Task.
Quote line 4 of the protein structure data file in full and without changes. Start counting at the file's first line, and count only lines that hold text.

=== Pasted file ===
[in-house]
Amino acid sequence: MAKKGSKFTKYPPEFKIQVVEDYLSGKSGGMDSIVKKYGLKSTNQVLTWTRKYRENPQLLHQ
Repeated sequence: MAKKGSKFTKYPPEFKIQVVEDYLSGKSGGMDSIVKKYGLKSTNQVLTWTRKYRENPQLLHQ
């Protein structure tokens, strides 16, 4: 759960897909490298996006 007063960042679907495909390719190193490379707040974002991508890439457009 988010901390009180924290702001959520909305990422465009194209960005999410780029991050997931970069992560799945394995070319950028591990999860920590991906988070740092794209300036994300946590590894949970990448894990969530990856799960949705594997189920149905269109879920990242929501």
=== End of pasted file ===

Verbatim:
């Protein structure tokens, strides 16, 4: 759960897909490298996006 007063960042679907495909390719190193490379707040974002991508890439457009 988010901390009180924290702001959520909305990422465009194209960005999410780029991050997931970069992560799945394995070319950028591990999860920590991906988070740092794209300036994300946590590894949970990448894990969530990856799960949705594997189920149905269109879920990242929501």